One unique method that Spiegelman used was to depict his characters as animals.  The Jewish victims are seen as mice, the Nazis as cats, and the American GIs are shown as dogs.  By using cartoonish animals as the actors in this human tragedy, Spiegelman lightens the weight of mass murder enough to keep the reader from feeling overwhelmed.  Even though this book is technically considered a graphic novel, it’s actually a powerful memoir that will leave the reader changed by the end of Volume 2.

I absolutely loved Maus, and it’s one of those classics that I keep at the front of my own bookshelf at home.  Again, it’s probably not the best choice for younger boys due to the mature themes, but it’s an absolute must-read for anyone old enough to study the Holocaust.  

Sunday, May 15, 2016

Bagels from Benny, by Aubrey Davis


Benny loves to help out at his Grandpa’s bakery, and the customers love the crusty bagels with their soft insides.  When Grandpa explains to Benny that God, not him, should be thanked for the wonderful bagels, Benny decides to do just that.  After some thought, he leaves God a bagful of bagels in the synagogue each week.  Miraculously, it appears that God is actually eating the bagels…or is He?

This picture book is an awesome story of gratitude and sharing.  It’s hard to review a book so short without giving away the ending, but I’ll do my best since it’s such a powerful story.  I loved the way that both Benny and his Grandpa discovered a way to help others through their work, and I think it’s important to remember just how much a simple thing like food can mean to someone in need.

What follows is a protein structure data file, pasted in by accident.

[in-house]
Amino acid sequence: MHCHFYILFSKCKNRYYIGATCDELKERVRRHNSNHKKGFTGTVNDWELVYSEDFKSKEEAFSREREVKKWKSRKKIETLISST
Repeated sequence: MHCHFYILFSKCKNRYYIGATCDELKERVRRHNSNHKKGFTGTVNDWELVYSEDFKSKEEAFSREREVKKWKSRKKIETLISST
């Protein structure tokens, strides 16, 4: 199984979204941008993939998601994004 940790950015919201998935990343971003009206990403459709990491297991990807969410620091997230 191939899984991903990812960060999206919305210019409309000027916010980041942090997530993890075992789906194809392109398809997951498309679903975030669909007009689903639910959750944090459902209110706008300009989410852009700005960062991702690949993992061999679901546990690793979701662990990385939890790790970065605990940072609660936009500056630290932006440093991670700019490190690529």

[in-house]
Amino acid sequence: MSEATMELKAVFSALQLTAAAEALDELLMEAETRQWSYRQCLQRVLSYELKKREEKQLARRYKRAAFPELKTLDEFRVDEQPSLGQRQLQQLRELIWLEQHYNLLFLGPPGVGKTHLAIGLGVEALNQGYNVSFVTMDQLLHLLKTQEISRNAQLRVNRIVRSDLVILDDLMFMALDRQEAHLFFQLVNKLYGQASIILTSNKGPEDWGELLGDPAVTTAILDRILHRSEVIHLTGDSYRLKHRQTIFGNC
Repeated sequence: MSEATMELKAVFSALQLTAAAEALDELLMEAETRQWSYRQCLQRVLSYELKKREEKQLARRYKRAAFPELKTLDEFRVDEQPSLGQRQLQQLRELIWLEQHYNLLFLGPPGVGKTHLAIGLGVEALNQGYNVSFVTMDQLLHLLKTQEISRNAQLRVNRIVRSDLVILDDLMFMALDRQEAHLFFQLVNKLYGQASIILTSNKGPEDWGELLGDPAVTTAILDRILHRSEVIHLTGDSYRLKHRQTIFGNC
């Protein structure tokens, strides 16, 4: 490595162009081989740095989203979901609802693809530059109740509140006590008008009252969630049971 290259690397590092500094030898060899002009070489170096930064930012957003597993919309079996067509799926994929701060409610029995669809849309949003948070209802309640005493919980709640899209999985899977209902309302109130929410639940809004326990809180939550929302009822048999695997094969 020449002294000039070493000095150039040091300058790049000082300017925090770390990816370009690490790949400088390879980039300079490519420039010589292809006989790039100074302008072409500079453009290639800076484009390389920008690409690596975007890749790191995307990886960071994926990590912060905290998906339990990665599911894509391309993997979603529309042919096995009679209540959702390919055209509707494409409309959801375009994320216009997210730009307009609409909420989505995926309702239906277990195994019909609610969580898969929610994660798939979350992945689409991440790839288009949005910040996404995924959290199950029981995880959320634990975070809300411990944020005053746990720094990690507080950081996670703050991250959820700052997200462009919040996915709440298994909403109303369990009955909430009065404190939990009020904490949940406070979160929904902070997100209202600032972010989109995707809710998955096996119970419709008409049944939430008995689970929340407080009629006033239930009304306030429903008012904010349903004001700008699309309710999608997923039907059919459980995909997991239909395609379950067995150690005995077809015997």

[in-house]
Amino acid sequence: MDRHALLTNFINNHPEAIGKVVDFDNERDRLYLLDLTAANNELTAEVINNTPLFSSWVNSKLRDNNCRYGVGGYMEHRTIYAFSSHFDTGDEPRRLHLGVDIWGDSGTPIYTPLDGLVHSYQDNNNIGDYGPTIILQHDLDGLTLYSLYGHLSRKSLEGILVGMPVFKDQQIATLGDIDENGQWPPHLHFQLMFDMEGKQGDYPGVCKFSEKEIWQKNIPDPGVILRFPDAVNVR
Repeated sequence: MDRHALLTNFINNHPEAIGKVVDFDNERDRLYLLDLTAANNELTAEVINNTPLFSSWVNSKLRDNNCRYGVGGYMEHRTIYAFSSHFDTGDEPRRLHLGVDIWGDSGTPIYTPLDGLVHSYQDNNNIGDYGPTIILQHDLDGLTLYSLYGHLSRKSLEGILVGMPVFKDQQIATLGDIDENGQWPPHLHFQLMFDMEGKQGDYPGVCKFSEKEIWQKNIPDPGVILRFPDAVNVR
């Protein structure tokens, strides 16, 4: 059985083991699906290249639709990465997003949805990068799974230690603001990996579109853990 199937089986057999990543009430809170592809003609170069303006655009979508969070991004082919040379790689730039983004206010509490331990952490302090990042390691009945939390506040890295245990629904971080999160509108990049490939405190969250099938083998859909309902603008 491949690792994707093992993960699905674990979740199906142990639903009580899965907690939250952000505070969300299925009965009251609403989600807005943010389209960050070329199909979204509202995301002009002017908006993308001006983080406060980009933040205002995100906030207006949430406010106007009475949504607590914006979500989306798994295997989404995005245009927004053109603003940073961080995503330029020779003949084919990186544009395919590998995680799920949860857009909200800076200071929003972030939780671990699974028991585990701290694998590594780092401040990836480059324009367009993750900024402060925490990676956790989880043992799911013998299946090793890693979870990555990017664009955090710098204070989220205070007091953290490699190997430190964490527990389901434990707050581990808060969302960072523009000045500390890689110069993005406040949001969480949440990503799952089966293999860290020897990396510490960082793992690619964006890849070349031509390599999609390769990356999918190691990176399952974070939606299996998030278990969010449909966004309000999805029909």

Sunday, May 1, 2016

Monster, by Walter Dean Myers


Sixteen year-old Steve Harmon is a young man who loves making films, and he’s actually starring in his latest production.  It’s the story of how he became involved in a robbery plot that went bad, and resulted in the death of an innocent shopkeeper.  Steve is now sitting in the courtroom, on trial and facing a possible life sentence.  The scariest part of Steve’s movie?  The story is all happening in real life.

One of the best things about this book is the creative format.  By presenting the story as a screenplay rather than as a traditional novel, we get a much better insight into how Steve views the world.  It’s almost as if the stress of being on trial for his life has caused Steve to step out of his body, and now he analyzes the proceedings with all the excitement of a dispassionate bystander. 


SPOILER:  Another thing that I appreciated was the fact that Mr. Myers never really told us whether or not Steve was truly innocent.  That was a very interesting plot device, since I found myself feeling sympathy for a young man who may very well have played a crucial role in this murder.  “Monster” is a highly-charged but thoughtful read, and I’d be very happy to recommend it.